I received a direct message recently after the post of my NFL Draft experience where I shared the disappointment of tearing my ACL ligament several days after being drafted by the Cleveland Browns in the 1988 NFL Draft. The question was, what was the emotion you felt after the timing of the devastating injury?"

To be frank, I was crushed! I recall sitting there in the treatment room after Dr. Bergfeld officially said it's an ACL tear, and I was going to be out for a while. The tears started to pour down my face. That was out of character for me because I had never cried for anything related to my athletic career. When I was in high school in Oregon, I was part of the number one team in the State, Lakeridge High School. We dominated my senior year. When we lost in the third round of the playoffs to Gresham, who went on to win it all, the majority of my teammates were crying after the game. I walked around, trying to console everyone, but I felt nothing emotionally. I always wondered why. So when I began to cry there in the Browns treatment room, after the doc said, "it's an ACL tear," it hit me hard. Once I got the cry out, I didn't live in that moment. I did not want to stay there emotionally. When we do, we can get stuck there and it can make it more challenging for a full recovery. You could end up falling victim to one of the greatest pains in life, would of, could of and should of—the pain of regret.

This is why, as I shared those two first steps in the post of "getting my mind right" and "making a decision" as being essential parts to my comeback. You have to be ready to have a "what's next" mentally.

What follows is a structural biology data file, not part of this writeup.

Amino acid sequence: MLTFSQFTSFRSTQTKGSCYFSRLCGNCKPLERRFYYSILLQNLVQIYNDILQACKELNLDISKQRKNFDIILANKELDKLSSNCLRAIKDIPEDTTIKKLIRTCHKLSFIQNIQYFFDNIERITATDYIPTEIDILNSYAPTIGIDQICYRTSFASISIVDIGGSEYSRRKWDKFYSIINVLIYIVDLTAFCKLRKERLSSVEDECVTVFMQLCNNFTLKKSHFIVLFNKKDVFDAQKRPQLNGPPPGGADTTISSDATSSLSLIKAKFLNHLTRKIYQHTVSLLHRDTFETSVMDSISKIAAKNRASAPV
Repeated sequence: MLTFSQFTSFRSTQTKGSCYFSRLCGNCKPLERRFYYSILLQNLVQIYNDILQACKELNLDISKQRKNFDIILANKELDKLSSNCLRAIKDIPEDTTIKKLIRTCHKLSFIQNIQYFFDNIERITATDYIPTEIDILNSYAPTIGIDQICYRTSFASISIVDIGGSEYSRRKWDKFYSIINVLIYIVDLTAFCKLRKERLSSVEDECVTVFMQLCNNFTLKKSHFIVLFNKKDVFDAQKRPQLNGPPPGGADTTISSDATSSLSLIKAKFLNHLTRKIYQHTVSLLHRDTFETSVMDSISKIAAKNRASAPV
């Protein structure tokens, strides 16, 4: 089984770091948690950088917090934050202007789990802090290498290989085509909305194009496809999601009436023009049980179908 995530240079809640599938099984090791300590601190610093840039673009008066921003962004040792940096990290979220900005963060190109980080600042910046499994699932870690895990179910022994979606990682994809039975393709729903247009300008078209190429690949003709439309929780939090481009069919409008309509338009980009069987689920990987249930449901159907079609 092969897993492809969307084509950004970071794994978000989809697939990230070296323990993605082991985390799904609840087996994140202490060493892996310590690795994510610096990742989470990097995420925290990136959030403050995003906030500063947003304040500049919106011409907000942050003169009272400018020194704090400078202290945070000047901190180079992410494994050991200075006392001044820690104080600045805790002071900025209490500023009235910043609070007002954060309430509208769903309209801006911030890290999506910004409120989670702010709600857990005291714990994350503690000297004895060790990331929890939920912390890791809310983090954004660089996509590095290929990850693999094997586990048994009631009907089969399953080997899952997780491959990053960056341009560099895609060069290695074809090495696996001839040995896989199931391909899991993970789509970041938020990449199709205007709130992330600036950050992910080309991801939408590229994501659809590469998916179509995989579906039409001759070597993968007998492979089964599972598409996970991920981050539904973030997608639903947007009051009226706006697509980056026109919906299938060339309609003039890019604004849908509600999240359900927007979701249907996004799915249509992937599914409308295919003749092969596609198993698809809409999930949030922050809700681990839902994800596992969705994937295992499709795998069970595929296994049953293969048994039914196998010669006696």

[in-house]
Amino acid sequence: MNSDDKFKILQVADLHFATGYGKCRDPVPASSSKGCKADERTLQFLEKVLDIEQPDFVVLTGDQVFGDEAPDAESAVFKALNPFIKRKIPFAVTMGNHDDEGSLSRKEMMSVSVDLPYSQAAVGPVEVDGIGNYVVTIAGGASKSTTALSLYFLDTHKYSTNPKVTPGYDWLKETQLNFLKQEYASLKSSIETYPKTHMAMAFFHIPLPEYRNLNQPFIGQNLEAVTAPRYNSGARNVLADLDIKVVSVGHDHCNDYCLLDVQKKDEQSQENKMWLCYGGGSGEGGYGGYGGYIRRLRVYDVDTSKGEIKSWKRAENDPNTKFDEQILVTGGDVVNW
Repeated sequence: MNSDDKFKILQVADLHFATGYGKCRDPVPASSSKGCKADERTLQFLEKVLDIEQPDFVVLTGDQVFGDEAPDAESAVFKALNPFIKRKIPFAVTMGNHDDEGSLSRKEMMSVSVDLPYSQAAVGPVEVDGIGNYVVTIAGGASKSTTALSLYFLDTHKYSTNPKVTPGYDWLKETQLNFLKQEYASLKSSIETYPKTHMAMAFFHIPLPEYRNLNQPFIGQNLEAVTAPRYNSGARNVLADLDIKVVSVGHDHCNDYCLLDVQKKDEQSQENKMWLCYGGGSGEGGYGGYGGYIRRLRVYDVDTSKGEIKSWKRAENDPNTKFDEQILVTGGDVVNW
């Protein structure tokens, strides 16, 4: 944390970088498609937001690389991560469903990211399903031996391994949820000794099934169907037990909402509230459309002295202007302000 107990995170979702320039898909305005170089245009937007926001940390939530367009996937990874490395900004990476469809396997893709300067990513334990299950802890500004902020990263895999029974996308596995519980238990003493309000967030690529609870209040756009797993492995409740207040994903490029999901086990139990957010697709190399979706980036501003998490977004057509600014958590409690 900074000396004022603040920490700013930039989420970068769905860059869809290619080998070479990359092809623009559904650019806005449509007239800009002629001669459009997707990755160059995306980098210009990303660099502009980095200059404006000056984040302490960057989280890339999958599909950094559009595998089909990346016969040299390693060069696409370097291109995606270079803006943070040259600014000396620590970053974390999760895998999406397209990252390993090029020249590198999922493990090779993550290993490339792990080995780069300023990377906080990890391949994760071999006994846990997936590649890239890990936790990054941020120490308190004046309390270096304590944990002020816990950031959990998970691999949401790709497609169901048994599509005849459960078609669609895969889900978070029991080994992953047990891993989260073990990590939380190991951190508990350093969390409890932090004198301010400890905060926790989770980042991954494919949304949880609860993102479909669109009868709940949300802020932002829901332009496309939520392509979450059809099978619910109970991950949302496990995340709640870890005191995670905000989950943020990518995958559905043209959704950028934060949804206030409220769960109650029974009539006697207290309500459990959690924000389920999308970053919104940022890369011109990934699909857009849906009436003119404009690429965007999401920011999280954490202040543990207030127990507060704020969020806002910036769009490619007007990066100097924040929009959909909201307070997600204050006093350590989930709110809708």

Let me share the next three steps I took on:

  1. Create the Plan - I began to formulate my plan on how I was going to get back 100% and more
  2. Review the Plan - I relied on mentors, coaches, and for sure the trainers to make sure my plan was realistic
  3. Execute the Plan - I went to work! To go from running a 40-yard dash at 4.39, then improving to a 4.33 after an ACL tear. Oh yeah, we put in some serious work. 

It honestly took me two years to reach the physical and mental goals I needed to play in the NFL. 

Here's the point, when we experience F.A.S.C.O. (failures, adversities, setbacks, challenges, and obstacles) they are opportunities for comebacks. They truly are but, please realize the comeback will be an endurance race! It's not going to happen overnight. No matter how bad you want it, there's a process, and patience is needed.

When you take on that setback, and you are aiming for a successful comeback, you must have the right perspective. That is, you need to have a long term vision with a long term commitment! If you mentally prepare yourself for this, you'll be on your way to a spectacular comeback!





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